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Disinterested vs. Uninterested

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Alex brought her disinterested friend to solve the dispute between her and Adam who was uninterested in any such thing.

Does the above sentence gives you a about what is going on? Do you understand the characters of Alex’s friend and Adam as described in the above sentence? Well, if you don’t, there is nothing to worry about because we are here to help you.

Disinterested and uninterested are a pair of words that seem similar to a person when he/she hears them at first because they are both accompanied by negative prefixes of the word interested. A negative prefix usually gives the original word an opposite meaning and so arises the confusion between these two words. Disinterested and uninterested are two entirely different words, with entirely different meanings and are not replaceable by each other.

Origin:

Both the words come from early 17th century, the past participle of the rare verb sinterest ‘interest or concern’, from dis- (expressing removal) + interest or un + interest.

Disinterested as adjective:

The word disinterested is used as an adjective in English language where it describes a person who is not influenced by considerations of personal advantage. With synonyms like unbiased, unprejudiced, impartial, neutral, and non-partisan, disinterested is a person who is having no stake in the matter.

A banker is under an obligation to give disinterested advice.

Uninterested as adjective:

Uninterested is also utilized as an adjective in English language and means a person or thing not interested in or concerned about something or someone. With synonyms like indifferent to, unconcerned about, uninvolved in/with, incurious about, apathetic towards, bored by, unmoved by and unresponsive to, uninterested is a bored person.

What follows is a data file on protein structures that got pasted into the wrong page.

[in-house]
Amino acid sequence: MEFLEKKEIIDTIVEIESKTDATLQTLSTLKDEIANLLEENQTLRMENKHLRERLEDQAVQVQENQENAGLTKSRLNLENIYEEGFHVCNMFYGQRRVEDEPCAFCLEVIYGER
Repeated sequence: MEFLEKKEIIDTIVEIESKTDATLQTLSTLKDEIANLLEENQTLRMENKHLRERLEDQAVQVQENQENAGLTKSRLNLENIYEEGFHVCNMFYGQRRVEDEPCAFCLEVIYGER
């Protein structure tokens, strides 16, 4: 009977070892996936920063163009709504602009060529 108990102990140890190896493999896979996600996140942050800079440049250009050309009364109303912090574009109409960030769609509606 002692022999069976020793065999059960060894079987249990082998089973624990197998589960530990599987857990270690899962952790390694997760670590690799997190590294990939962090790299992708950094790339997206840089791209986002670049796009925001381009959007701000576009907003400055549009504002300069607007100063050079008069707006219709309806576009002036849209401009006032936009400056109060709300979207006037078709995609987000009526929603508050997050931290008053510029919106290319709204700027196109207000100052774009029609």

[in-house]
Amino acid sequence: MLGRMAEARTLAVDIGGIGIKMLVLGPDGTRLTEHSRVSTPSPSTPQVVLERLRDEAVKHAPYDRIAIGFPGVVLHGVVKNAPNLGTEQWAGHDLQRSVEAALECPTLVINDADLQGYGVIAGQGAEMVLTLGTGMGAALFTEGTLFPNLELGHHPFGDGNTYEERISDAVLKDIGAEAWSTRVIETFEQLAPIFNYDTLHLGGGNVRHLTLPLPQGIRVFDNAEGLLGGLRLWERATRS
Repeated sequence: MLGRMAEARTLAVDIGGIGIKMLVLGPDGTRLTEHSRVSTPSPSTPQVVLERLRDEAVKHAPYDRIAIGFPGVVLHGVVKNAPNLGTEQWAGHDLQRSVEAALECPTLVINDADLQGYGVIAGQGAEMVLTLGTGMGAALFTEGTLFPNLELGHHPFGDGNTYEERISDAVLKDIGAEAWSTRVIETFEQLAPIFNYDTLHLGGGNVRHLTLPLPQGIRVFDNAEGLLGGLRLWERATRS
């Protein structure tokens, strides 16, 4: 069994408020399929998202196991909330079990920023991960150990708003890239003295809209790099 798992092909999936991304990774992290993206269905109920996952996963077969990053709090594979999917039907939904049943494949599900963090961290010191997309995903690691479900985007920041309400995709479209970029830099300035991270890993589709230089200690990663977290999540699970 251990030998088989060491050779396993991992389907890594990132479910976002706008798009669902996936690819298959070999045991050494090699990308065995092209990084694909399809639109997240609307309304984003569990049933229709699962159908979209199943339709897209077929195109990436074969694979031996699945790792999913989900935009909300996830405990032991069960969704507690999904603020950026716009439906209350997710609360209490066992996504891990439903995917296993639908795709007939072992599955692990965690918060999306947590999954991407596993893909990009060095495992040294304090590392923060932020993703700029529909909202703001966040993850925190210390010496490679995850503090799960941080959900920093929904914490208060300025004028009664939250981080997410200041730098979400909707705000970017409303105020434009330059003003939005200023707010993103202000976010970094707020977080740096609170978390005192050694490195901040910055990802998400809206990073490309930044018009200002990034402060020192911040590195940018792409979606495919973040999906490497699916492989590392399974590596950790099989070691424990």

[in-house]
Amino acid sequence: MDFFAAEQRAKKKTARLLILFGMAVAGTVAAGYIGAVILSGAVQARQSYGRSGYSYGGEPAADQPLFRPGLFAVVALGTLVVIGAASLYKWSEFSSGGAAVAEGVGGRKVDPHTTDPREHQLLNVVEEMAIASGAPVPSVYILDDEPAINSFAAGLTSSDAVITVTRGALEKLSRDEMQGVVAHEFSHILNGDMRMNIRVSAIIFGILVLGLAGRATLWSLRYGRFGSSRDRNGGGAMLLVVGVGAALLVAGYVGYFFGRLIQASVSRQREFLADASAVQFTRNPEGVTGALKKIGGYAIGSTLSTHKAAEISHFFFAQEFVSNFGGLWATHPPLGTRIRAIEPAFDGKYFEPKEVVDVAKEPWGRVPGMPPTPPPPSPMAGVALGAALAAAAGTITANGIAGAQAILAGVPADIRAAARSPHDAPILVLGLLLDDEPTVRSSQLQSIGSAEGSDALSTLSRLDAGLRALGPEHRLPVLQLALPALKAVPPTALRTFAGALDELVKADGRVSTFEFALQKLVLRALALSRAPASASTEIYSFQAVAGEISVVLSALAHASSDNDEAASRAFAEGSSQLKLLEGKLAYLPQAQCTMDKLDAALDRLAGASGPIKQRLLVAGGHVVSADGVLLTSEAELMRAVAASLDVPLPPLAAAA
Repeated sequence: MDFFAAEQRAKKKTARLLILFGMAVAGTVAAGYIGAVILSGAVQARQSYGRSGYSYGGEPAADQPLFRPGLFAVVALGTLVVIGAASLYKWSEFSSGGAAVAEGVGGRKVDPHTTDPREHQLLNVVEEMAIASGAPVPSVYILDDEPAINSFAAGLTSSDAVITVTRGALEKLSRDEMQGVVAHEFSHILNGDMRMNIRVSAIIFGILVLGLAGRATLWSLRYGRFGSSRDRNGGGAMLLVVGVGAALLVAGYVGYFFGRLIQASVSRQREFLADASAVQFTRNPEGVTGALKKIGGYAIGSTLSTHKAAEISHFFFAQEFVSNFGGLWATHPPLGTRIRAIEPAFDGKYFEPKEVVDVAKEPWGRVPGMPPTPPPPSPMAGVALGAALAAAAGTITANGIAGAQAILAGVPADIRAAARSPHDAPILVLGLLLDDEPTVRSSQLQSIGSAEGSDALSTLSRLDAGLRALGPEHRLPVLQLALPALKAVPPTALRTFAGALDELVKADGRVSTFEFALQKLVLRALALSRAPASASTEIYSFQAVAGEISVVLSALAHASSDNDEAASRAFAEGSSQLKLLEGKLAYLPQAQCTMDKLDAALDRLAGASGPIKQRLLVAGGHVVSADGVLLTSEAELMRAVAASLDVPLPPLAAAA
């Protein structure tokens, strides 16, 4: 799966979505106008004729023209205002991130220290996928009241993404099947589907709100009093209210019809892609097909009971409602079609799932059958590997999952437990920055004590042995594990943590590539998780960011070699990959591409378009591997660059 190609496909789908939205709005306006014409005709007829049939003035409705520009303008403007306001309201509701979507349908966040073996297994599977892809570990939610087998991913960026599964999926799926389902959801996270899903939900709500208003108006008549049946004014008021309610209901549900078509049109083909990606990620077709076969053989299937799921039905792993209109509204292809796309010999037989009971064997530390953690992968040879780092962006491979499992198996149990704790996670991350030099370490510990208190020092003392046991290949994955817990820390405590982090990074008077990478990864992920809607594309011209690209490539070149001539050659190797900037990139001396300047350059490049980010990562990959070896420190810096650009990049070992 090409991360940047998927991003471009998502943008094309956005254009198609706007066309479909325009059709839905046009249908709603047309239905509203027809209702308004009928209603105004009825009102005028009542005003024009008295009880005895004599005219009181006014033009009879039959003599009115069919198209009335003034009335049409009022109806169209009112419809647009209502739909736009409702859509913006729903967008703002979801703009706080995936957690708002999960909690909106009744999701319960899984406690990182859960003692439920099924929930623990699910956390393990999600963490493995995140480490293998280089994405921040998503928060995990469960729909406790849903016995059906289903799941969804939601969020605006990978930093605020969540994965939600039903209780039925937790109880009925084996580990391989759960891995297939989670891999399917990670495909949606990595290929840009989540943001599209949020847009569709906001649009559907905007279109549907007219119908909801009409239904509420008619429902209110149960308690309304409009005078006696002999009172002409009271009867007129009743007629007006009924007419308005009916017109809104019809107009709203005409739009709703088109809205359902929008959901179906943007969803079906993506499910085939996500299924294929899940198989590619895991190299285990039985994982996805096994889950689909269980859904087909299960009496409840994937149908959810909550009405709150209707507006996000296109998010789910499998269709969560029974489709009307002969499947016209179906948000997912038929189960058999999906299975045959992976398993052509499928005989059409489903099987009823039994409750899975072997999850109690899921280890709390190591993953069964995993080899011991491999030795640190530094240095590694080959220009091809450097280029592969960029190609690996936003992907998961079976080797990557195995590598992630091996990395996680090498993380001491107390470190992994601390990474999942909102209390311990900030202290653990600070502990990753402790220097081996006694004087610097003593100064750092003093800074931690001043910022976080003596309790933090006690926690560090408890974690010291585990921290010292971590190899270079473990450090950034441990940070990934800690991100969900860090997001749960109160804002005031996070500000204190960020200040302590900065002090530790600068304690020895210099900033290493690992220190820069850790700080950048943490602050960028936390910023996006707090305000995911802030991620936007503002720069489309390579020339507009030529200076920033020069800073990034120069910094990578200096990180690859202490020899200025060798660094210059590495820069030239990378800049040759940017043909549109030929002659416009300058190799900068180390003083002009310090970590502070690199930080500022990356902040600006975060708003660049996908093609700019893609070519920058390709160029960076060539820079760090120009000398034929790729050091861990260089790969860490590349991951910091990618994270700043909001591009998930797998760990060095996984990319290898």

The girl was totally uninterested in the boy sitting next to her.

Examples:

Tens of thousands of volunteers, many of whom had been disinterested for much of the year, turned up at campaign offices over the weekend. (Guardian)

Ask any teens about their parents’ jobs and you’re bound to get some shrugged shoulders and thoroughly disinterested looks. (NBC News)

Fox Sports is convinced it can convert those AFL and NRL fans disinterested in cricket to continue their subscriptions over summer. (The Age)

They are not uninterested in jobs and the economy, but they give the biggest cheers for same-sex marriage and ”don’t ask don’t tell”. (Sydney Morning Herald)

[His] numerous and mighty benefactions are seldom used to support an image of him as a model of disinterested philanthropy. (New York Times)

A scholar should read all the perspectives with as much detailed knowledge as can be mustered … and make every attempt to be disinterested. (Sinning in the Hebrew Bible, Alan F. Segal (2012))

The Wall Street Journal reports that a whopping 59% of female respondents aged 16 to 19 said they were uninterested in or averse to sex. (Huffington Post)

Disinterested or uninterested:

An uninterested person is bored, unconcerned, or indifferent; a disinterested person is impartial, unbiased, or has no stake in the outcome. If you're on trial, you want a disinterested judge. Unless you're a lawyer, the word you're generally looking for is "uninterested."

Read the sentence at the beginning of the article once again. Does it make sense this time? It must otherwise you are just another uninterested reader.

 

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"Disinterested vs. Uninterested." Grammar.com. STANDS4 LLC, 2017. Web. 22 Nov. 2017. <http://www.grammar.com/disinterested_vs._uninterested>.

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